By Bethany Ruhe
Pittsburgh Current Associate Publisher
Brittney Chantele has been making music and performing in Pittsburgh for some time now. Chances are you’ve heard her music, or caught a performance. With her curly blond hair, oversized glasses, and signature bandana-as-a-headband, she is very recognizable.
Her activism and involvement in social-justice causes have taken her all over the city, and she is very much a daughter of Pittsburgh (leaving out the fact she was born on Staten Island).
This is why there are going to be a lot of people who need a minute to realize that the melodic, emotional voice singing the tracks on A Fire On Venus, being released this coming Friday is, indeed, Brittney Chantele.
But it’s true. It’s her. Brittney Chantele has gone and made a pop album. And despite previous offerings, it’s the kind of record she’s always wanted to make.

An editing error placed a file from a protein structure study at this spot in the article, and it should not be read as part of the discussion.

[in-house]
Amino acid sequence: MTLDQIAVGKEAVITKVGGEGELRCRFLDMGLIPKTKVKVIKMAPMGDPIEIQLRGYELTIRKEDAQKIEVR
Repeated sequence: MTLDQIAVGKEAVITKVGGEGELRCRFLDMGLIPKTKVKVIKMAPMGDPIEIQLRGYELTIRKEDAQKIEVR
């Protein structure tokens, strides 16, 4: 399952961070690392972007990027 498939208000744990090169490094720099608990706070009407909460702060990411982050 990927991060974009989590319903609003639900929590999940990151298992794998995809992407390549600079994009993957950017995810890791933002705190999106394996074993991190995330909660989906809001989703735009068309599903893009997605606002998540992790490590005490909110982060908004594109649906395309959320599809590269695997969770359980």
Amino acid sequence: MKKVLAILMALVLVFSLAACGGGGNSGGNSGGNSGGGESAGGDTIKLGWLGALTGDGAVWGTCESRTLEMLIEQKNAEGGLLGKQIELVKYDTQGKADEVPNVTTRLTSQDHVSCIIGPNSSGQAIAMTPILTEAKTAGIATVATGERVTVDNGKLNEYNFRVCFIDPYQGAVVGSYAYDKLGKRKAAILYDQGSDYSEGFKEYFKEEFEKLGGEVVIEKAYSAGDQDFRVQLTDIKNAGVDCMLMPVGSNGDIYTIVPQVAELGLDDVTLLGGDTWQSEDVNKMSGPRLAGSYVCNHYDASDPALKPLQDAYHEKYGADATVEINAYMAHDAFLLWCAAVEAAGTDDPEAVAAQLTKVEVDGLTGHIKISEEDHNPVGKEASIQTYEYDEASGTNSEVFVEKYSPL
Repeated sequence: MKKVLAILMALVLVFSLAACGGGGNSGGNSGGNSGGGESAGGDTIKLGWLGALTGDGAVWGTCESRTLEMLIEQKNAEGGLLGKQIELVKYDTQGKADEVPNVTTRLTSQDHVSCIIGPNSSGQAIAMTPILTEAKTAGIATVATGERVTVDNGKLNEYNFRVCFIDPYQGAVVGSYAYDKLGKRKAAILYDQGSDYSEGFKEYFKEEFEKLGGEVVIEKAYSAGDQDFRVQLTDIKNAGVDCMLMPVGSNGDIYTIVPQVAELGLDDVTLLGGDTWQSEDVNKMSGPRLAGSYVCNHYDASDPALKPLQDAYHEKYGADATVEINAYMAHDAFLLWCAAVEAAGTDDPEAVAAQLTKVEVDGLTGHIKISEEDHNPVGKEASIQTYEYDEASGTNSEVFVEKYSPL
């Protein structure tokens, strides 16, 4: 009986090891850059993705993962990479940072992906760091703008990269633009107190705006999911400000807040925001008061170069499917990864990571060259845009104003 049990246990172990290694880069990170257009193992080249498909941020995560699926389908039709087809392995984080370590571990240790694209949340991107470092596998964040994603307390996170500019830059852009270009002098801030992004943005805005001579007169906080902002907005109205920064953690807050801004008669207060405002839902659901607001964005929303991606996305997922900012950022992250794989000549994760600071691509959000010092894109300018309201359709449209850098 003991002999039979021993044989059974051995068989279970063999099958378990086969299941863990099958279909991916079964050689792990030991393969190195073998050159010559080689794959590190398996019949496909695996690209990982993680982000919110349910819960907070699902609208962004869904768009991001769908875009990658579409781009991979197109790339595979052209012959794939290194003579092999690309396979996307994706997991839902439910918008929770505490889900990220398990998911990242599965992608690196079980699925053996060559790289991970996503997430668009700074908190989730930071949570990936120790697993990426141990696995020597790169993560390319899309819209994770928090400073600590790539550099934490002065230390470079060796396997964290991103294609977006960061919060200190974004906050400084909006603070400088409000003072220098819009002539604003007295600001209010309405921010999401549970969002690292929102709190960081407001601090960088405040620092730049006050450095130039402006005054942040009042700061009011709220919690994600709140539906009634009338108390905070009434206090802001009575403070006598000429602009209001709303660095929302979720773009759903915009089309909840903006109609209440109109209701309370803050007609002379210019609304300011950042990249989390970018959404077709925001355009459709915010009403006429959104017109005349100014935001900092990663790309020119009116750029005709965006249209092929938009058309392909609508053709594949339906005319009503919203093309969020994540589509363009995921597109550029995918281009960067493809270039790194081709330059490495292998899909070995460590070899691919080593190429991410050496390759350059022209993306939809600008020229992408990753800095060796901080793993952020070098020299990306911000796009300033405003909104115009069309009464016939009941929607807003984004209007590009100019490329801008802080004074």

“I think I’ve been struggling for many years on the confidence in my voice,” Chantele says. “I think it’s because I didn’t sound like this favorite artist of mine, or that favorite artist, [I thought] that meant my voice isn’t good.”
She also points out the habit that many middle and high school choruses have of boxing kids into groups. “You’re a soprano, and you’re an alto,” she recalls hearing. “It can keep you from singing a different way, and that channeled me into not really being confident. I didn’t really know what my own voice could do, because I was so focused on singing this ‘chorus way.’”
Knowing she wanted to get more confident in her voice, Chantele did what many of us do when we need to quickly master a new skill–she watched a bunch of videos on YouTube. And while they were helpful, she felt the lack of professional feedback was holding her back. At the urging of her producer, Remy Vega, Chantele got a vocal coach. The results were immediate.
“After one lesson I could tell a difference. I was more confident,” she says. “I was able to sing in a way that didn’t hurt my vocal chords.”